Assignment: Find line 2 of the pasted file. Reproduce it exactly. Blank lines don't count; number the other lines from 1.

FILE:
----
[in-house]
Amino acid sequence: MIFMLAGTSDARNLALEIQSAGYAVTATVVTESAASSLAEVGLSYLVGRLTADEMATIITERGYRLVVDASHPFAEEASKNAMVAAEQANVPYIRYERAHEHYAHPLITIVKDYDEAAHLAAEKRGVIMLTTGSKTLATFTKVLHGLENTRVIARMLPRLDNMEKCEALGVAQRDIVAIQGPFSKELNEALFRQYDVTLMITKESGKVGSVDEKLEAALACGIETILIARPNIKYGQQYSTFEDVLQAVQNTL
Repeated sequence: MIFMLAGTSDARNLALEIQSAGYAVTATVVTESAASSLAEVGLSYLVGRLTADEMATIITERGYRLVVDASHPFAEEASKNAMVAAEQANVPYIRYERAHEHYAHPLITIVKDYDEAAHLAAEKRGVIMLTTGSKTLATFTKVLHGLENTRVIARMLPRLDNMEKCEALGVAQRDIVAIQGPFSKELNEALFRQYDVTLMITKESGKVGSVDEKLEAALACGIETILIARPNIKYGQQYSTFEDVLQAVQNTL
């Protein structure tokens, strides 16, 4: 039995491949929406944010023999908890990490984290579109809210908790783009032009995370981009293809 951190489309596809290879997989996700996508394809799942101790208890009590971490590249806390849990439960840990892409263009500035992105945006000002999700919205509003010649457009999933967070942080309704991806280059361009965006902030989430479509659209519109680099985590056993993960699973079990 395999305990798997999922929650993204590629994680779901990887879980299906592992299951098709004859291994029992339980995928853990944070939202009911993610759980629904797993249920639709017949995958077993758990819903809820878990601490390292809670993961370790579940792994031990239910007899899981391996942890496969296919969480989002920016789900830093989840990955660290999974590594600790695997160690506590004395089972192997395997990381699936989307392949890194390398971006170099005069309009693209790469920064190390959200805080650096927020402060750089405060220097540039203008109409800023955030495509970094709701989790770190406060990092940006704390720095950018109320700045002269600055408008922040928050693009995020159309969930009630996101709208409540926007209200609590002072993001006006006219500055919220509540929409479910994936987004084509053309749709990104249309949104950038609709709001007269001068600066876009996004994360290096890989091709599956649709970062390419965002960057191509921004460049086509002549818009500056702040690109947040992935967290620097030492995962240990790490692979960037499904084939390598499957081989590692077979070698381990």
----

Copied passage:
Amino acid sequence: MIFMLAGTSDARNLALEIQSAGYAVTATVVTESAASSLAEVGLSYLVGRLTADEMATIITERGYRLVVDASHPFAEEASKNAMVAAEQANVPYIRYERAHEHYAHPLITIVKDYDEAAHLAAEKRGVIMLTTGSKTLATFTKVLHGLENTRVIARMLPRLDNMEKCEALGVAQRDIVAIQGPFSKELNEALFRQYDVTLMITKESGKVGSVDEKLEAALACGIETILIARPNIKYGQQYSTFEDVLQAVQNTL